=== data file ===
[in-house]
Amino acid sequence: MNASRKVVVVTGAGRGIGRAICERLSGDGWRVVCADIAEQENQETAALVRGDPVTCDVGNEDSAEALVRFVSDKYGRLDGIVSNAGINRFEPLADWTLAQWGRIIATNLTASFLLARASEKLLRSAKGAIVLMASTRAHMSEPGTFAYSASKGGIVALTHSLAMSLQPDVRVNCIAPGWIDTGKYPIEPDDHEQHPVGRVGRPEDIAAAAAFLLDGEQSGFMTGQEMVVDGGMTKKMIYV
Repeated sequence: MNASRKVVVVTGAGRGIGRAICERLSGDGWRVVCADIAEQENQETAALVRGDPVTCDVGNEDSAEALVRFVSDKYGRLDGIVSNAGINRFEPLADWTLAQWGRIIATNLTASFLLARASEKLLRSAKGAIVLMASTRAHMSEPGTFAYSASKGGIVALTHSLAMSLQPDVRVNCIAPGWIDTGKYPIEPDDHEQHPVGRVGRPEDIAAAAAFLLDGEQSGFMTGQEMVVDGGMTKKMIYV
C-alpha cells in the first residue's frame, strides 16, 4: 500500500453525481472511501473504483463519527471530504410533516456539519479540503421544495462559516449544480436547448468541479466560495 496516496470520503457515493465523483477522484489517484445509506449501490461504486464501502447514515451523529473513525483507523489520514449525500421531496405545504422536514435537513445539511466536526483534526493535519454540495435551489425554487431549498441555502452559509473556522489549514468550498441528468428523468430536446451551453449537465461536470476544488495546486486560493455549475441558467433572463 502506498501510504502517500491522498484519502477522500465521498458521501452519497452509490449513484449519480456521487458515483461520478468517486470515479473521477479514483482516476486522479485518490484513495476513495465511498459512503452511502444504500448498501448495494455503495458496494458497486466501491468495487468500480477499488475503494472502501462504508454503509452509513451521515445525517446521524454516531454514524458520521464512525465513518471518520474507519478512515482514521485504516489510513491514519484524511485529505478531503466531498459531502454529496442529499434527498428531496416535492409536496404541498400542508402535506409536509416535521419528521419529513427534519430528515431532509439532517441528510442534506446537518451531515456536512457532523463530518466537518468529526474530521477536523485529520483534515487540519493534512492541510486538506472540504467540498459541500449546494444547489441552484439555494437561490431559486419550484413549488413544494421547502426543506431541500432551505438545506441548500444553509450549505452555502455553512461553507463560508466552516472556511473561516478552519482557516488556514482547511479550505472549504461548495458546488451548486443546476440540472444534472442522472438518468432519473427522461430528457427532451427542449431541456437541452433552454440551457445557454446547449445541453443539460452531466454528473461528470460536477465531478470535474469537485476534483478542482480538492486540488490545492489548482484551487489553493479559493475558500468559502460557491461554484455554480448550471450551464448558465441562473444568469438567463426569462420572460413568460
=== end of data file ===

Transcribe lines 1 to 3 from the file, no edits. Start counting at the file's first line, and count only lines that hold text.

[in-house]
Amino acid sequence: MNASRKVVVVTGAGRGIGRAICERLSGDGWRVVCADIAEQENQETAALVRGDPVTCDVGNEDSAEALVRFVSDKYGRLDGIVSNAGINRFEPLADWTLAQWGRIIATNLTASFLLARASEKLLRSAKGAIVLMASTRAHMSEPGTFAYSASKGGIVALTHSLAMSLQPDVRVNCIAPGWIDTGKYPIEPDDHEQHPVGRVGRPEDIAAAAAFLLDGEQSGFMTGQEMVVDGGMTKKMIYV
Repeated sequence: MNASRKVVVVTGAGRGIGRAICERLSGDGWRVVCADIAEQENQETAALVRGDPVTCDVGNEDSAEALVRFVSDKYGRLDGIVSNAGINRFEPLADWTLAQWGRIIATNLTASFLLARASEKLLRSAKGAIVLMASTRAHMSEPGTFAYSASKGGIVALTHSLAMSLQPDVRVNCIAPGWIDTGKYPIEPDDHEQHPVGRVGRPEDIAAAAAFLLDGEQSGFMTGQEMVVDGGMTKKMIYV